Claims that sale of cattle for slaughter outside the markets are still legal are meaningless; the reality is that most such sale happens within market places as these are accessible, in close proximity to their residences and will save costs incurred to transport cattle over long distances. To say you cannot sell the cattle for six months from the date of purchase or cannot sell unproductive cattle will cripple the farmer in a drought situation. When farmers cannot feed themselves, government is insensitive and fails to provide relief, how does it expect them to feed infirm cattle or unproductive cattle? It is also a direct attack on the age-old tradition and village custom of cattle fairs.

Restrictions on sale have forced farmers to let the animals loose as they cannot afford expenses. Livestock Census of 2012 says there were nearly 5.3 million stray cattle in India. It would not be less than 10-12 million at present. According to the Animal Welfare Board of India there were merely around 1,850 registered shelters. Menace of stray cattle is emerging as a major cause of loss of crops and farmers are finding it almost impossible to ward off the herds of roguish cattle that come in big numbers and devour their crops. Losses to the economy every year could be to tune of thousands of crores. Everyday fodder and maintenance for a productive cow according to dairy farmers in Kolar district of Karnataka would cost Rs 300 per cow. If the centre still continues with its illogical stance and stops sale of unproductive cattle, it should make arrangements to purchase them from farmers at market rates and take care of them. Alternatively farmers may be given full cost of feeding and maintaining them. Burden arising out of such colossal stupidity cannot be dumped on farmers.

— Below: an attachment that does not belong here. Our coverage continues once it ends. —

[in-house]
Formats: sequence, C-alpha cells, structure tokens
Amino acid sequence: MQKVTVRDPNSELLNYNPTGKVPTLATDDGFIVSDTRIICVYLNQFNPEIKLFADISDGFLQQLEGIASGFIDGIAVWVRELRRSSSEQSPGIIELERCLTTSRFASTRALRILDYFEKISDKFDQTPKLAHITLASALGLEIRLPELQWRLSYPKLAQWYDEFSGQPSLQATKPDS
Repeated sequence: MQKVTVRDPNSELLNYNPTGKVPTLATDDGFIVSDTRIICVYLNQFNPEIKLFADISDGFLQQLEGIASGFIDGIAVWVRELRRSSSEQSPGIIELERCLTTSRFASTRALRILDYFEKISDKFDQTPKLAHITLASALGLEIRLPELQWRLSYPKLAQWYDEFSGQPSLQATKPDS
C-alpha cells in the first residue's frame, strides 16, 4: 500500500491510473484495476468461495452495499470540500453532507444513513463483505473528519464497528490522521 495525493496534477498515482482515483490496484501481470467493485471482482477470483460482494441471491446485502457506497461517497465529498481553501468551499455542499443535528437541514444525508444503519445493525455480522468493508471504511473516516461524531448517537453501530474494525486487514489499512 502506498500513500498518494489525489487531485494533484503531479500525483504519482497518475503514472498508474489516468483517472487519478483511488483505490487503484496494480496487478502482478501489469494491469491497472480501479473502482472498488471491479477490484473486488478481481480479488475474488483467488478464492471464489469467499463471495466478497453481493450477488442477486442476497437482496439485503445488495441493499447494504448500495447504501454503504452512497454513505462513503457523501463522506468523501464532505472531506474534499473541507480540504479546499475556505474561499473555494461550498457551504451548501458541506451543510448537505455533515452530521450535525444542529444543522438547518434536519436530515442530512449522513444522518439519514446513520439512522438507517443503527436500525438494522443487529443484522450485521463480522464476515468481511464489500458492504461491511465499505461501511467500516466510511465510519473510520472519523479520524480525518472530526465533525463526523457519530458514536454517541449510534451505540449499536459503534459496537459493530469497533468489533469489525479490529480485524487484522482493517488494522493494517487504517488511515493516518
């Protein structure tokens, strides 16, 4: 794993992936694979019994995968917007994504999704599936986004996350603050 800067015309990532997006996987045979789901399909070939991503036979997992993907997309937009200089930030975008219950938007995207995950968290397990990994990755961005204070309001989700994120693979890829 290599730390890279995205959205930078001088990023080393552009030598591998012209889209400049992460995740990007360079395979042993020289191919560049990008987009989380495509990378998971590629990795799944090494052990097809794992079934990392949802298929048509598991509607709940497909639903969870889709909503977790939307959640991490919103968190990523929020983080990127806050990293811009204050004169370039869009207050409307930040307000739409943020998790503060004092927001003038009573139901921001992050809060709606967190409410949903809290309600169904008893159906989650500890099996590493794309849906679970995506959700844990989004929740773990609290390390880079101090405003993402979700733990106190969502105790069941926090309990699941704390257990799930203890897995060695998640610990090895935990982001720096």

Farmers are not rearing cattle for fulfilling their religious obligations. They are purely hoping to earn from cattle and make ends meet. The absence of a guarantee that unproductive cattle will be purchased will naturally lead to their forsaking the “Holy Cow”. This is clear from the 2012 Livestock Census according to which States with stringent laws against cow slaughter had much higher percentage of buffaloes than the all India average.